Suppose, however, that the UPIA and the Restatement were amended to include, either in black letter or in a comment, something like the following language: “No trustee shall be liable for exposing the trust or its beneficiaries to excessive market risk if the trustee limits the trust’s investment in equities to 60% of the aggregate trust portfolio.” The addition of this language would not expose trustees to additional liability, but would instead create a “safe harbor” for them.

The safe harbor would provide a blueprint for trustees seeking to avoid liability.  A trustee who takes advantage of the safe harbor avoids both the expense of legal advice and the threat of liability of a de novo review regime, under which a court would substantively examine the prudence of the trustee’s investment decisions.  Because these costs would otherwise be passed on to the trust settlor and/or beneficiaries, the safe harbor approach would make trusts more affordable than would a regime that imposed more risk on the trustee.

At the same time, superimposing a safe-harbor provision on a regime that otherwise carefully scrutinizes investment decisions mitigates agency costs far better than a regime in which courts defer to trustee decisions.  If the primary concern in a regime regulated only by the market is that trustees will be inclined to pursue high expected return even when the risk associated with that return is not in the interest of trust beneficiaries, a safe-harbor regime addresses that concern by providing an incentive to limit equity investments to the amounts encompassed by the safe harbor.

Consider now the principal objections to such a safe-harbor regime (or one like it).   One potential objection is that rulemakers—legislators, with the aid of experts and lobbyists—do not have enough information about optimal investment strategy to craft sensible rules.  Were it not for the inadequacy of market discipline, the absence of reliable information about investment strategy might be a plausible argument for deference to the decisions of trustees.  This, however, is not an argument that a standard-based regime would be preferable to the safe-harbor approach.  In a standard-based regime, legal decision-makers will ultimately have to evaluate the prudence of particular investment strategies, but they will do so ex post, generating the potential for hindsight bias—a problem mitigated by a legal regime that provides trustees with ex ante safe harbors.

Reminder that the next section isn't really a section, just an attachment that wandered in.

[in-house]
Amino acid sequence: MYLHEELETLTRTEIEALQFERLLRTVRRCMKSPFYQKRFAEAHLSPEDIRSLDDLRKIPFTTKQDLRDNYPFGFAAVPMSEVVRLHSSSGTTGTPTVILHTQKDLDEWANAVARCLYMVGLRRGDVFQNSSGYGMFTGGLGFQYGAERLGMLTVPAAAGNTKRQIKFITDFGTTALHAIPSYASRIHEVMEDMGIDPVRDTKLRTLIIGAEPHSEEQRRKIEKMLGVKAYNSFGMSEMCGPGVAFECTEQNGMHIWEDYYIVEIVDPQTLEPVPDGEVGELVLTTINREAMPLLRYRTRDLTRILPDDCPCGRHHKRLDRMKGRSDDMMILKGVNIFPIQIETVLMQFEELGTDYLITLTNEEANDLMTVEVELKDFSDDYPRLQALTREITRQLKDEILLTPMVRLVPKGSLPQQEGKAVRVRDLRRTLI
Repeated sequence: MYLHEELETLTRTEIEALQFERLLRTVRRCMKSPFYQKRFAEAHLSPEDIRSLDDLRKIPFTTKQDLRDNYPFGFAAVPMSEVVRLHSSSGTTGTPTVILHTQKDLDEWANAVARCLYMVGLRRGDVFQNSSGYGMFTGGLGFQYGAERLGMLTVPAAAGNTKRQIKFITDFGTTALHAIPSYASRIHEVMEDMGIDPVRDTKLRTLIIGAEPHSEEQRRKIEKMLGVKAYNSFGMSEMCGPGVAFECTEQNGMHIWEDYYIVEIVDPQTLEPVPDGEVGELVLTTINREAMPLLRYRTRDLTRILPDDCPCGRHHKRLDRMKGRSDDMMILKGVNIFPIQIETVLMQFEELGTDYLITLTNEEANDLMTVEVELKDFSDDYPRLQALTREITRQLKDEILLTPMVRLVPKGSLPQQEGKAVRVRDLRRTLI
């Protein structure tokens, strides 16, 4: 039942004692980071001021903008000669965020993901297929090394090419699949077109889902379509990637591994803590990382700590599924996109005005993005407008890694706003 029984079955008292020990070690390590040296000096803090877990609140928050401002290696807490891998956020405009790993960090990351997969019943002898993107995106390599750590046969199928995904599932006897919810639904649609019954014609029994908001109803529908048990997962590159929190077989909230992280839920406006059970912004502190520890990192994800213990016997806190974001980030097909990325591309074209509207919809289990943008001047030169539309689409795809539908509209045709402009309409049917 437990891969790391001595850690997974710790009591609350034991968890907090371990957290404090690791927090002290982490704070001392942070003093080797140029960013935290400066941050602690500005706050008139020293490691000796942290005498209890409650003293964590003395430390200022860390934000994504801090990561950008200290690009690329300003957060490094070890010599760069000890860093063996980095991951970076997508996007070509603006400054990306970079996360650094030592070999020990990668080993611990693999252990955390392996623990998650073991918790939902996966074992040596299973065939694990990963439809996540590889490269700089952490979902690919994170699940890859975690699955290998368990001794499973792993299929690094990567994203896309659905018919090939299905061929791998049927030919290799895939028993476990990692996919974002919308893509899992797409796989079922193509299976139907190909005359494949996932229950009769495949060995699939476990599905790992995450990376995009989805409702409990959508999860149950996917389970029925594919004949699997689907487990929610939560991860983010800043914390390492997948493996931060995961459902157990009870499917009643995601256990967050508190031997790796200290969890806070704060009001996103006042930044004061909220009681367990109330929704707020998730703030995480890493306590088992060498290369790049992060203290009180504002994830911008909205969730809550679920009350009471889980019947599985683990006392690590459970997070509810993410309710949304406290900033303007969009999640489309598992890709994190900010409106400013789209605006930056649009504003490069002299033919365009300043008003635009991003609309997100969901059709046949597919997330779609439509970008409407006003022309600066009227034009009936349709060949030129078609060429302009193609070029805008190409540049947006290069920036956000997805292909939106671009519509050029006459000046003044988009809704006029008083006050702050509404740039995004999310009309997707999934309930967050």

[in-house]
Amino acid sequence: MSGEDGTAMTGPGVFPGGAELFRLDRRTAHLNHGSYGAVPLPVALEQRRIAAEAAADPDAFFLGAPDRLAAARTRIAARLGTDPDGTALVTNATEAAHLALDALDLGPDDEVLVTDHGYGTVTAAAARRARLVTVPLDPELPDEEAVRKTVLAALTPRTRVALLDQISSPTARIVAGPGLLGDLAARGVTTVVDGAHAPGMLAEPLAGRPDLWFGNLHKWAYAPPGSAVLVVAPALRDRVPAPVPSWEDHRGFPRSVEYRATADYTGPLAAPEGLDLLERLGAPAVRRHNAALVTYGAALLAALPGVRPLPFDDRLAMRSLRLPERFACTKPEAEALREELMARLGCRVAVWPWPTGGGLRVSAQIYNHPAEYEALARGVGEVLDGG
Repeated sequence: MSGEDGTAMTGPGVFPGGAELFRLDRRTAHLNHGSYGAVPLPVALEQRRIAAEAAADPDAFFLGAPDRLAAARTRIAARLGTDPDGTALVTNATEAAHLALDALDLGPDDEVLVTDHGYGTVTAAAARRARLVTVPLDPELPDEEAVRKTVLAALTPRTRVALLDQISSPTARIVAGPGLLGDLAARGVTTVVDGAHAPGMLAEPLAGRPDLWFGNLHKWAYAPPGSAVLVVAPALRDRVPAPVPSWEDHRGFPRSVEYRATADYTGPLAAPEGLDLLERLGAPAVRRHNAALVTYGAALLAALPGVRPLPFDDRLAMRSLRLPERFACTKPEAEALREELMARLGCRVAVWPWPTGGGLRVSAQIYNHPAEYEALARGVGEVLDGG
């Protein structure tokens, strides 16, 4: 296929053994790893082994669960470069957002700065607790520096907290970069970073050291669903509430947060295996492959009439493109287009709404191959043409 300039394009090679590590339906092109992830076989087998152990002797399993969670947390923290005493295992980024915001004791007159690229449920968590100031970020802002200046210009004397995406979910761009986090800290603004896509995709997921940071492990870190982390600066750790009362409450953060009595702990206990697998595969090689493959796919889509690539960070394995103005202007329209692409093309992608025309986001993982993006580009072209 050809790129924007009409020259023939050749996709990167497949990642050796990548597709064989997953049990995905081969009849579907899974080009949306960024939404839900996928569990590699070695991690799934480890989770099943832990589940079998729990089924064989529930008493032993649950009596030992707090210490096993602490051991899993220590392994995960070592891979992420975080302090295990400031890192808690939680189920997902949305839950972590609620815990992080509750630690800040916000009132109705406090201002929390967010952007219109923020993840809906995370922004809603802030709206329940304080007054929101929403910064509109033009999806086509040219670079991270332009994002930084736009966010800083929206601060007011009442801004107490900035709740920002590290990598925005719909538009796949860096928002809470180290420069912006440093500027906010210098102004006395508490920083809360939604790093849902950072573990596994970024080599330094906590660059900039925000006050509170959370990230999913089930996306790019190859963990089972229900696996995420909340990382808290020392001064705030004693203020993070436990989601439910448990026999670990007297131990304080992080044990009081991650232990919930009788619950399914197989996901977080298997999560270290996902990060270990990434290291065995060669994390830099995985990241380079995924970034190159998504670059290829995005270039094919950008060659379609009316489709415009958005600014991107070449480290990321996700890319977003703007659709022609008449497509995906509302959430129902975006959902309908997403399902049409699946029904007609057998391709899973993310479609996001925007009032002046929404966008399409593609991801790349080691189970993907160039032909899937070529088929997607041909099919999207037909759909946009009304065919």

A second objection focuses on the inadequacy of one-size-fits-all safe harbors to account for the disparate needs and risk tolerances of trusts established for a multitude of different purposes.  A trustee, however, can protect itself against liability for departing from the safe harbor regime by ensuring that language in the trust instrument authorizes trust investment practices that differ from those that qualify for safe harbors. Alternatively, the trustee can protect itself by obtaining consent from the trust beneficiaries.

None of this is to suggest that a rule-based safe-harbor approach would have avoided all losses to beneficiaries during recent bear markets or to suggest that it will prevent future losses.  A safe harbor approach, however, does have greater potential for reducing agency costs than does the current version of the prudent-investor rule.

Acknowledgments:

Stewart E. Sterk is the Mack Professor of Law at Benjamin N. Cardozo Law School.

This Legal Workshop Editorial is based on Mr. Sterk’s Article: Stewart E. Sterk, Rethinking Trust Law Reform: How Prudent is Modern Prudent Investor Doctrine?, 95 CORNELL L. REV. 851 (2010), available at http://www.lawschool.cornell.edu/research/cornell-law-review/upload/Sterk-final.pdf

  1. RESTATEMENT (THIRD) OF TRUSTS (2007)
  2. UNIF. PRUDENT INVESTOR ACT (1994)
  3. UNIF. TRUST CODE (amended 2000)
  4. RESTATEMENT (SECOND) OF TRUSTS (1959).